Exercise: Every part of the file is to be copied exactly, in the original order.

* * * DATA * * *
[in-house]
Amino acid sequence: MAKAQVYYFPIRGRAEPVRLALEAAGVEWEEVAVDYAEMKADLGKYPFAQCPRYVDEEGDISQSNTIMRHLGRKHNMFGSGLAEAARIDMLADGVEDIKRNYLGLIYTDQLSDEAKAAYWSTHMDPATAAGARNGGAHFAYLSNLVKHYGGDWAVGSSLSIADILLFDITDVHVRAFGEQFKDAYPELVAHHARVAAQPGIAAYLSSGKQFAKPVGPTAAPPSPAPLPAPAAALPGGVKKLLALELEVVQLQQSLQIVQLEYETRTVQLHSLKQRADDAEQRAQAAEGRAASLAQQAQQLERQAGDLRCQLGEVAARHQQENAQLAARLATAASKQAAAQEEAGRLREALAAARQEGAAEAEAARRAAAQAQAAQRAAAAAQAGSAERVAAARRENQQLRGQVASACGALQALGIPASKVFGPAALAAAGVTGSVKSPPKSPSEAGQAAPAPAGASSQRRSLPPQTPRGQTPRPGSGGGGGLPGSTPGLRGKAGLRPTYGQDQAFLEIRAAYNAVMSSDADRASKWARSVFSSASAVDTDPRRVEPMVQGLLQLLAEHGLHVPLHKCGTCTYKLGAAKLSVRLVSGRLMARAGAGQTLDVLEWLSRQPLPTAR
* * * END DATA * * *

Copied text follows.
[in-house]
Amino acid sequence: MAKAQVYYFPIRGRAEPVRLALEAAGVEWEEVAVDYAEMKADLGKYPFAQCPRYVDEEGDISQSNTIMRHLGRKHNMFGSGLAEAARIDMLADGVEDIKRNYLGLIYTDQLSDEAKAAYWSTHMDPATAAGARNGGAHFAYLSNLVKHYGGDWAVGSSLSIADILLFDITDVHVRAFGEQFKDAYPELVAHHARVAAQPGIAAYLSSGKQFAKPVGPTAAPPSPAPLPAPAAALPGGVKKLLALELEVVQLQQSLQIVQLEYETRTVQLHSLKQRADDAEQRAQAAEGRAASLAQQAQQLERQAGDLRCQLGEVAARHQQENAQLAARLATAASKQAAAQEEAGRLREALAAARQEGAAEAEAARRAAAQAQAAQRAAAAAQAGSAERVAAARRENQQLRGQVASACGALQALGIPASKVFGPAALAAAGVTGSVKSPPKSPSEAGQAAPAPAGASSQRRSLPPQTPRGQTPRPGSGGGGGLPGSTPGLRGKAGLRPTYGQDQAFLEIRAAYNAVMSSDADRASKWARSVFSSASAVDTDPRRVEPMVQGLLQLLAEHGLHVPLHKCGTCTYKLGAAKLSVRLVSGRLMARAGAGQTLDVLEWLSRQPLPTAR